The South African hotels and resorts company Sun International is trying to drum up business from the Middle East.
South Africa seeks more Middle East tourists
The South African hotels and resorts company Sun International is trying to drum up business from the Middle East as it looks to tap new markets during a downturn in demand from Europe. Sun International was founded by Sol Kerzner, who eventually sold his stake and went on to form Kerzner International, the company behind the Atlantis Hotel in Dubai.
There has been a wave of interest in South Africa, which hosts the soccer World Cup next year, as a destination, including much regional interest after the news that the QE2, owned by Dubai World, will go to Cape Town for 18 months. "She needs a lot of work," said Ian Anderson , the marketing director at Sun International, speaking about the former cruise liner. "Somebody is going to need to invest a lot of money in it. It needs serious refurbishment. We had a look at it."
Sun International has luxury hotels and resorts across southern Africa, including its flagship Sun City resort near Johannesburg, bordering the Pilanesberg National Park. It also has a resort on the banks of the Zambezi River, within walking distance of the Victoria Falls. The company recently expanded into Nigeria and Chile. "I think every country has been hit quite hard with this recession and so has South Africa. We have dropped off in occupancy," Mr Anderson said.
He said that demand from the UK, its key source market, had fallen by 20 per cent over the past year. At the same time, there had been around 13 per cent growth in demand from the Middle East. "The Middle East region will still see a slowdown now, but it's an emerging market for us in a growth phase," he said. Mr Anderson said that he expected to see growth of 8 to 10 per cent over the next year, which he attributed partly to improved air links to South Africa as well as investment in marketing the company's product in the Middle East. Sun International was tailoring family and suite packages to suit its Middle East market, and would also consider setting up prayer rooms in its hotels, he said. "I want to turn this into one of our biggest source markets," Mr Anderson said.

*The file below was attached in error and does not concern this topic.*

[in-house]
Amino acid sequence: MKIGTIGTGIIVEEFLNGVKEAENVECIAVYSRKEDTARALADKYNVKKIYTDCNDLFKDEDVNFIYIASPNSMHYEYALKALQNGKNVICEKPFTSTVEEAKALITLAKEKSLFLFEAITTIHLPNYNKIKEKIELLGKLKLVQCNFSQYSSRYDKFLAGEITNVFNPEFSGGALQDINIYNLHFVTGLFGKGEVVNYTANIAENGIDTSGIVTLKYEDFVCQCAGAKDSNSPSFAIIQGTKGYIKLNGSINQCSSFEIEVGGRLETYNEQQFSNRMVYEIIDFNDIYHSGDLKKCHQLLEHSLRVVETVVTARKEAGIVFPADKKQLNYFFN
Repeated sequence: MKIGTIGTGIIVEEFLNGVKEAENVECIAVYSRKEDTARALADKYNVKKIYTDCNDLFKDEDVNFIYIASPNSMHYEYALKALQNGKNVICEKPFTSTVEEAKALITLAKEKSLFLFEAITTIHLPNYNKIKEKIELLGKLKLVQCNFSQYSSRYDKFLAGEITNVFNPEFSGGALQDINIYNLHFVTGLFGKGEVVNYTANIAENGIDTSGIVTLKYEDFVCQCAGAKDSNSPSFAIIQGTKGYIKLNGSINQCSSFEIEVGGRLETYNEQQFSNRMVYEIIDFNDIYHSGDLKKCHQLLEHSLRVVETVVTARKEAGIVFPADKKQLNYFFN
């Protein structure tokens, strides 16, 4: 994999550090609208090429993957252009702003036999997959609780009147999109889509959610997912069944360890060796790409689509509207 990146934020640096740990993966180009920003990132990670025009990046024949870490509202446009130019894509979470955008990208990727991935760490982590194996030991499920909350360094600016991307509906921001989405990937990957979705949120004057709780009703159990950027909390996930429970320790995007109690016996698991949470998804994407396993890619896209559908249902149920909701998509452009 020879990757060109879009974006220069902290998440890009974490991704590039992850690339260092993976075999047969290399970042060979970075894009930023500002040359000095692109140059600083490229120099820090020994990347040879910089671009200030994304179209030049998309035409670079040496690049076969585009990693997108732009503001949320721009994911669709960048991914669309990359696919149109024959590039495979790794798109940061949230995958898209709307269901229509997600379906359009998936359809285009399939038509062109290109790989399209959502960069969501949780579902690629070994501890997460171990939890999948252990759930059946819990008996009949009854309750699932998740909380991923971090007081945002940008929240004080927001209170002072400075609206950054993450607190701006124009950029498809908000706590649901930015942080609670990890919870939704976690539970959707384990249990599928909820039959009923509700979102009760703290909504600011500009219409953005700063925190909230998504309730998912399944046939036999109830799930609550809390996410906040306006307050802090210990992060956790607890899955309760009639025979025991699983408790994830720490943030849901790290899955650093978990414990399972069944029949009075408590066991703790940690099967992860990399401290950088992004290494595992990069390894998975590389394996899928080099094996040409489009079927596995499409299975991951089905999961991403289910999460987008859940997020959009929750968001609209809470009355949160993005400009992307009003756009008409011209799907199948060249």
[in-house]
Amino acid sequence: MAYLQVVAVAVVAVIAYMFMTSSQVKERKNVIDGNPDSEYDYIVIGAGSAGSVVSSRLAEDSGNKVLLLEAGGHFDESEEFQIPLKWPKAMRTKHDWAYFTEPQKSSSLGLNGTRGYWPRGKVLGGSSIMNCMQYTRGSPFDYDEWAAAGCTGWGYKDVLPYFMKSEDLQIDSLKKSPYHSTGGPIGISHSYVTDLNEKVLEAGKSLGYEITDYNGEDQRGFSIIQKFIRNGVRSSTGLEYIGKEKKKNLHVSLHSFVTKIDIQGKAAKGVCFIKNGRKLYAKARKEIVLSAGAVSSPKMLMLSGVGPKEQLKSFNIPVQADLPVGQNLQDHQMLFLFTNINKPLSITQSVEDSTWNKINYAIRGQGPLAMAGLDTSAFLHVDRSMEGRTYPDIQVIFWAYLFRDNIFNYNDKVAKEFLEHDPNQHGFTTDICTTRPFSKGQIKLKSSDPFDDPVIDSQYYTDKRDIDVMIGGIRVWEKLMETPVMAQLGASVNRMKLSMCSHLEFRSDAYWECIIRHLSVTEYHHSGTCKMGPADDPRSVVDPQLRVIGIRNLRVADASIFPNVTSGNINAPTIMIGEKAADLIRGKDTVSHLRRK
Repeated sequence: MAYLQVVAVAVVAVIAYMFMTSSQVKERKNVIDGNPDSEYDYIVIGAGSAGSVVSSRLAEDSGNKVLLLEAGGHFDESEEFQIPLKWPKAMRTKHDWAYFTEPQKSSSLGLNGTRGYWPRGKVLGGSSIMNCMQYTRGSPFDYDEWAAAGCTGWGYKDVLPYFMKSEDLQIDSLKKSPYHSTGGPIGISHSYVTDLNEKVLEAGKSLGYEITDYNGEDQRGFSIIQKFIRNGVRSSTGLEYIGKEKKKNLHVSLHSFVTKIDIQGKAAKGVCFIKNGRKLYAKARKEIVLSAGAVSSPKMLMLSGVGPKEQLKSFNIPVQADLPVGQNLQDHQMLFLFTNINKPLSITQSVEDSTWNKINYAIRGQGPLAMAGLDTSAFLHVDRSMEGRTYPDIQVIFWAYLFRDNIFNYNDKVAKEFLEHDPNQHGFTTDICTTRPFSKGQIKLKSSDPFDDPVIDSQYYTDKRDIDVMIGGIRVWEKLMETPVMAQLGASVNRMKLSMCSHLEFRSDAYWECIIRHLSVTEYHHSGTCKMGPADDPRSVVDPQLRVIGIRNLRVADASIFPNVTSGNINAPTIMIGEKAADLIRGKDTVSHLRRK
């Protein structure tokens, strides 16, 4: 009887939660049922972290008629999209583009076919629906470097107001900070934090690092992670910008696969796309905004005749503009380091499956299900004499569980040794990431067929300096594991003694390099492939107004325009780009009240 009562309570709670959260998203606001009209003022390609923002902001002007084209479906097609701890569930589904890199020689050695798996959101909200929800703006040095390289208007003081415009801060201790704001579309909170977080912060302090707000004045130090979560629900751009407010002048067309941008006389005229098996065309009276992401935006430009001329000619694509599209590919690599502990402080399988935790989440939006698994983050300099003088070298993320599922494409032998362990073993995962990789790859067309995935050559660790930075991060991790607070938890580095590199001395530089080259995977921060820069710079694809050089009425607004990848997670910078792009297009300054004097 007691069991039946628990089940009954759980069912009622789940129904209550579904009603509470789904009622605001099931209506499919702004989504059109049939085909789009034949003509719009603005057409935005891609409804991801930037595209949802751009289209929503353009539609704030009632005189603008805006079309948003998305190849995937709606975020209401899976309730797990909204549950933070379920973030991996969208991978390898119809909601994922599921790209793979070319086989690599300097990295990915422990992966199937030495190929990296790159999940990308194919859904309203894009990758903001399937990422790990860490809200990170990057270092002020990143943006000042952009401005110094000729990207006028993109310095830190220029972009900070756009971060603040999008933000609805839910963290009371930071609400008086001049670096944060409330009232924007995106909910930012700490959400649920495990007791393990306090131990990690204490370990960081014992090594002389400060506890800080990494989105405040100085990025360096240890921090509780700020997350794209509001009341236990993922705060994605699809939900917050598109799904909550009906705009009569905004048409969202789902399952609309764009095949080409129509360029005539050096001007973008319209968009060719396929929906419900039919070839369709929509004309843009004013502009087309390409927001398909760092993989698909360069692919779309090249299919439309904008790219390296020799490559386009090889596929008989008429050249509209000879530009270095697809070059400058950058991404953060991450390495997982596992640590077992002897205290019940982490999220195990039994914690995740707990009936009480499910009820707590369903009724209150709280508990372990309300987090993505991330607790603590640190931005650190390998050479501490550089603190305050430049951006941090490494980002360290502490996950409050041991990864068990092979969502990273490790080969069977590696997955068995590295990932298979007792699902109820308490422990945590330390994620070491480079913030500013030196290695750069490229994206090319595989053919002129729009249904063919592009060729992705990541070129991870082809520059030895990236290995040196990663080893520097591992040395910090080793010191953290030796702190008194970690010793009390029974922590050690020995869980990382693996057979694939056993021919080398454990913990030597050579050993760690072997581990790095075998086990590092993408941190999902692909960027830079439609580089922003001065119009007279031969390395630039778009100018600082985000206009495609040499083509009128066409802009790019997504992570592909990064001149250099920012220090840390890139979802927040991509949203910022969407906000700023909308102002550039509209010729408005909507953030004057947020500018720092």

Saudi Arabia, Dubai and Abu Dhabi are the company's main focus, he said, and there was a possibility that Sun International would look at expanding into the region in the future. "We have looked and we will continue to look at the market," Mr Anderson said, adding that Sun International had seriously been considering developing in the Middle East when it was working in partnership with International Financial Advisors (IFA) of Kuwait on a resort at Zimbali in South Africa. However, the company ended up handing its interest in the project over to IFA.